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SINGAPORE BUDGET 2019

Tackling Singapore's skills shortage likely to lead Budget agenda

Recent suggestions include extension of salary support schemes, enhancements to existing initiatives, top-up of SkillsFuture credits

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Pundits are widely expecting a fresh injection of support targeted at worker retraining and reskilling in the upcoming Singapore Budget 2019.

Singapore

PUNDITS are widely expecting a fresh injection of support targeted at worker retraining and reskilling in the upcoming Singapore Budget 2019, especially for groups that are particularly vulnerable to economic restructuring such as older staff and skilled professionals.

Analysts The Business Times spoke to were unanimous in their views that Finance Minister Heng Swee Keat will be tackling the skills shortage challenge during his Budget speech on Feb 18 - the only question is how.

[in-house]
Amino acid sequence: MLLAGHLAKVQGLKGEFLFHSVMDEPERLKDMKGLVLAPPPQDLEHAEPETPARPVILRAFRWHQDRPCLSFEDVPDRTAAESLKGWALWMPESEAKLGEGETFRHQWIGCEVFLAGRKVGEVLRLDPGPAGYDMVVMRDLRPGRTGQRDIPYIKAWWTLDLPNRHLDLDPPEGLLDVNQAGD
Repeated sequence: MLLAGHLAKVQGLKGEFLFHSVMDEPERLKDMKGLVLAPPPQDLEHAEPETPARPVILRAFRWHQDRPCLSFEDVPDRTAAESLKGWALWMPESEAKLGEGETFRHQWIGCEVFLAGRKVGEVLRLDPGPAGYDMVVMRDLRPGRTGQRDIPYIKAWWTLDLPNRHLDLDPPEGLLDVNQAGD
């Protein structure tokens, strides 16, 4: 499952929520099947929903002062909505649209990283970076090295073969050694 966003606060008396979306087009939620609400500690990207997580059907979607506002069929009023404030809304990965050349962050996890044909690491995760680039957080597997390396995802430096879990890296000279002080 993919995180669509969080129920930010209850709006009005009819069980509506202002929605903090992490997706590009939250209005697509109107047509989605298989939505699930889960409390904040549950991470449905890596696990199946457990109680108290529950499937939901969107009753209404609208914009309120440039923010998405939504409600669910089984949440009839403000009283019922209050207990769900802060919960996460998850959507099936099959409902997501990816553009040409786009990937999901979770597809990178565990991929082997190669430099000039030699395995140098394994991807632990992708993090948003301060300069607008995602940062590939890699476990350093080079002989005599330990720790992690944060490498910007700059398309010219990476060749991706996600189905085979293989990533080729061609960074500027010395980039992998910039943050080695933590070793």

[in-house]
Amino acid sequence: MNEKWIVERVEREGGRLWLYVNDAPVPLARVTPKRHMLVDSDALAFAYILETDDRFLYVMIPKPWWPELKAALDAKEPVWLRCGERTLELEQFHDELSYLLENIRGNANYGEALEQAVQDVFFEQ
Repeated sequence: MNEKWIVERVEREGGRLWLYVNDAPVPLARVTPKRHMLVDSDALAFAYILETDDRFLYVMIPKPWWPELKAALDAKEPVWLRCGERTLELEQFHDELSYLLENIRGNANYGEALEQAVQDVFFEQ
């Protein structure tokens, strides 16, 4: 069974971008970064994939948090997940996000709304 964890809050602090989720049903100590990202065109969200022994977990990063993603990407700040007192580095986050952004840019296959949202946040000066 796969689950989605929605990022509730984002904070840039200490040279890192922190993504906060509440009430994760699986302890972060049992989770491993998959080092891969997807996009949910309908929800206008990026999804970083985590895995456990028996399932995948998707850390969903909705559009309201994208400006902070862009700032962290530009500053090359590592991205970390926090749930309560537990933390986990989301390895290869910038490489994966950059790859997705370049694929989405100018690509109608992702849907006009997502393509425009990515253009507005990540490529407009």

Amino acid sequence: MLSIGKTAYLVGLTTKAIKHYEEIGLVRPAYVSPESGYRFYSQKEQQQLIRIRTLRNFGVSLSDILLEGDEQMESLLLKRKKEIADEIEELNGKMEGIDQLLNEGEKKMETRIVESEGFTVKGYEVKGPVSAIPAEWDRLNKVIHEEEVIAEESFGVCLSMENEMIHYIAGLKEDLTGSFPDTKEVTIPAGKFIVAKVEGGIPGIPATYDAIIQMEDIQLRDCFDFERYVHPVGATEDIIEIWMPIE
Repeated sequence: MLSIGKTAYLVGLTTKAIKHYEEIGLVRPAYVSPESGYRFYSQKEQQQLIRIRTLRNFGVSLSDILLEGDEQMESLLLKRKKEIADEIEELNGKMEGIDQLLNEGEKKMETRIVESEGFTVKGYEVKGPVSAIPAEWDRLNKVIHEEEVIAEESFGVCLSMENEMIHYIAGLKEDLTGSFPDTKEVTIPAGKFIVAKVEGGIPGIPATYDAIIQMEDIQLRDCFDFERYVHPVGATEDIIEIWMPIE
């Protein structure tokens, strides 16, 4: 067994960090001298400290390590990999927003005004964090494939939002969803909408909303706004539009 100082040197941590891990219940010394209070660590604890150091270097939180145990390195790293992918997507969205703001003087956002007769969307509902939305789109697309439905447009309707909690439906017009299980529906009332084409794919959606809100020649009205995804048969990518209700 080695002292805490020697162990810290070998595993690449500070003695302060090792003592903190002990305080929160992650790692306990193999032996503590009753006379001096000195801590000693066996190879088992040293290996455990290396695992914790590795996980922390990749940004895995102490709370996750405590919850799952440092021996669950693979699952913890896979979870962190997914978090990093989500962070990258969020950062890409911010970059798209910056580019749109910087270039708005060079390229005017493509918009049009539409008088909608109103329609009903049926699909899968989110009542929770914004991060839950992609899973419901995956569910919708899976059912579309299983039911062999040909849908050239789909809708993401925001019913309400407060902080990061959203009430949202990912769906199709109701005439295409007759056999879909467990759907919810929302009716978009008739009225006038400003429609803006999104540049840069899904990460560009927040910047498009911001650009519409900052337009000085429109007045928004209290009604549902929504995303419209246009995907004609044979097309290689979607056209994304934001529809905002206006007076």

Recommendations of late include the extension of salary support schemes, enhancements to existing initiatives such as the Adapt and Grow initiative, and a top-up of SkillsFuture credits, to prepare the workforce for an increasingly digital future.

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But even with the elections said to be drawing close, some industry watchers are also not writing off the possibility of the easing of manpower quotas in emerging deep tech areas on the back of Singapore's ambitions to be a Smart Nation.

UOB economist Barnabas Gan said: "The move to promote skills related to technology such as artificial intelligence, big data and robotics will likely be emphasised in the coming Budget."

"In order to emphasise the adoption of such technologies, there will be a demand for certain skillsets and the government may revise their foreign worker quotas to meet this changing industry demand."

Ho Meng Kit, CEO of the Singapore Business Federation (SBF), said it would be "useful" if the quotas for skilled labour in certain sectors that are currently lacking in Singapore can be increased. This could help ease the problem of skills matching that businesses currently face, he said.